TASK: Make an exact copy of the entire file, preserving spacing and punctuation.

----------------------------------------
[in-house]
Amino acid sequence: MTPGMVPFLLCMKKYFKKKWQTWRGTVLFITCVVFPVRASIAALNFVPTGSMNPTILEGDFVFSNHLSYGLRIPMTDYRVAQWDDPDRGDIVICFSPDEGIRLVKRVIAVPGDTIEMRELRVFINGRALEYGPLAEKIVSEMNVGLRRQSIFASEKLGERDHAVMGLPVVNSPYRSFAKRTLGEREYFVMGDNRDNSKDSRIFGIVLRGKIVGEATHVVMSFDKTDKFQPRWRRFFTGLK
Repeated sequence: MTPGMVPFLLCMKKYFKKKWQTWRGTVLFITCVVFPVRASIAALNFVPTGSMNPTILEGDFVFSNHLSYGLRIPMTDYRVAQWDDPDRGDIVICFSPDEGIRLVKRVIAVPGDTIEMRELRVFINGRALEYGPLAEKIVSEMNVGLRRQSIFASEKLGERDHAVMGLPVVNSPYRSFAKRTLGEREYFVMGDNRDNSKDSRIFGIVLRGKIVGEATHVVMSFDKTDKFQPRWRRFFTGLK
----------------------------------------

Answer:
[in-house]
Amino acid sequence: MTPGMVPFLLCMKKYFKKKWQTWRGTVLFITCVVFPVRASIAALNFVPTGSMNPTILEGDFVFSNHLSYGLRIPMTDYRVAQWDDPDRGDIVICFSPDEGIRLVKRVIAVPGDTIEMRELRVFINGRALEYGPLAEKIVSEMNVGLRRQSIFASEKLGERDHAVMGLPVVNSPYRSFAKRTLGEREYFVMGDNRDNSKDSRIFGIVLRGKIVGEATHVVMSFDKTDKFQPRWRRFFTGLK
Repeated sequence: MTPGMVPFLLCMKKYFKKKWQTWRGTVLFITCVVFPVRASIAALNFVPTGSMNPTILEGDFVFSNHLSYGLRIPMTDYRVAQWDDPDRGDIVICFSPDEGIRLVKRVIAVPGDTIEMRELRVFINGRALEYGPLAEKIVSEMNVGLRRQSIFASEKLGERDHAVMGLPVVNSPYRSFAKRTLGEREYFVMGDNRDNSKDSRIFGIVLRGKIVGEATHVVMSFDKTDKFQPRWRRFFTGLK